On October 1, 2018, two law school professors—Cynthia Williams of York University and Jill Fisch of the University of Pennsylvania—together with numerous institutional investors that collectively manage more than $5 trillion in assets submitted a petition for rulemaking to the Securities and Exchange Commission (“SEC”) calling for the SEC to develop a standardized comprehensive framework under which public companies would be required to disclose identified environmental, social, and governance (“ESG”) factors relating to their operations.
The petition represents the latest in a series of concerted efforts over the past decade to pressure the SEC to adopt mandatory disclosure requirements for certain ESG matters, which would bring the United States in line with the nearly two dozen other countries that require public companies to provide such disclosures to investors. In addition, seven stock exchanges already require ESG disclosures as part of their listing requirements, and many other countries, including the U.K. and Sweden, require public pension funds to disclose the extent to which the fund incorporates ESG information into their investment decisions.
The petition references the SEC’s 2016 Concept Release that requested public comment on various potential disclosure reforms, including potential new requirements for disclosures related to sustainability, public policy, and climate change, and the comments responding to the questions about enhanced climate change. The petition also cites public comments to the Concept Release to support the need for a mandatory disclosure framework for ESG disclosures in SEC filings. The petitioners argue that the SEC has the express statutory authority to create ESG disclosure rules under Sections 2(b) of the Securities Act of 1933 and Section 23(a)(2) of the Securities Exchange Act of 1934, both of which provide that the SEC may engage in broad rulemaking that “promote[s] efficiency, competition, and capital formation.” Because ESG issues have potentially huge impacts on large swathes of the national economy, the petitioners posit that they implicate the ability of public companies to be globally competitive and to efficiently form capital. For example, the petitioners note that the Sustainability Accounting Standards Board (“SASB”) concluded that 72 of 79 industries, representing 93% of U.S. capital market value, are vulnerable to material financial implications from climate change.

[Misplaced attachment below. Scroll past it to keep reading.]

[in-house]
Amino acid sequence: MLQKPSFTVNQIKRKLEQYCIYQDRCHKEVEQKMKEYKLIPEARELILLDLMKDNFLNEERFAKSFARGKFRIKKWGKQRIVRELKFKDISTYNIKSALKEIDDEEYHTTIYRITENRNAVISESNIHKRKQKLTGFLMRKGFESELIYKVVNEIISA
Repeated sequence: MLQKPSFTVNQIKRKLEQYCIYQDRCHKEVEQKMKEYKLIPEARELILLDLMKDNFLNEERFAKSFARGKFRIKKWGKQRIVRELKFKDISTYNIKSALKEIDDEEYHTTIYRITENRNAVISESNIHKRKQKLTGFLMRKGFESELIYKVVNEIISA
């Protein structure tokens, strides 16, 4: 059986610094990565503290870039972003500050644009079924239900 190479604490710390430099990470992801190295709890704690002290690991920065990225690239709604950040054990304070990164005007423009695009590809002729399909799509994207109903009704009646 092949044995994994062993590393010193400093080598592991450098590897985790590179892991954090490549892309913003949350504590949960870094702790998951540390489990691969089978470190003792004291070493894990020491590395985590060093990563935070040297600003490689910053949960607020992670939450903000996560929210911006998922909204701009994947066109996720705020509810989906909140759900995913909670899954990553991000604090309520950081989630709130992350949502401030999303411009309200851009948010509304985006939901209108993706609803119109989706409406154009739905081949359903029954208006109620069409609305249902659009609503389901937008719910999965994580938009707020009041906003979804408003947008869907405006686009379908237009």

The petition argues that ESG disclosures not only impact a large cross-section of the U.S. economy but are also currently the subject of a patchwork of poorly-organized corporate disclosures that magnify the burden on public companies while inhibiting the flow of useful information to the investing public. Leading institutional investors have noted that the inconsistent and haphazard nature of corporate ESG disclosures makes it difficult to compare and analyze this information for companies in the same industry. Michael Bloomberg encapsulated the concern of many such investors when he stated in his 2015 Impact Report:“[F]or the most part, the sustainability information that is disclosed by corporations today is not useful for investors or other decision-makers… The market cannot accurately value companies, and investors cannot efficiently allocate capital, without comparable, reliable and useful data on increasingly relevant climate-related issues.”
SEC Disclosure Framework
There is reason to be skeptical about any forthcoming ESG rulemaking from the SEC, at least in the immediate future. The adoption of specific rules governing ESG disclosures runs counter to the SEC’s long-standing principles-based disclosure framework which centers almost entirely on materiality. The Supreme Court defined materiality in TSC v. Northway, stating that information is material if it is information that a “reasonable shareholder might consider important” to his or her investment decision. In Basic v. Levinson, the Supreme Court held that the standard for materiality is whether a reasonable investor would have viewed the undisclosed information as having significantly altered the total mix of information made available. Materiality forms the core of information required to be disclosed in periodic filings and registration statements pursuant to SEC Regulation S-K. Therefore, unless a specific ESG issue is material to a public company’s investors, its disclosure would not be required under the current statutory framework and rules and regulations dictating disclosure requirements in filings with the SEC.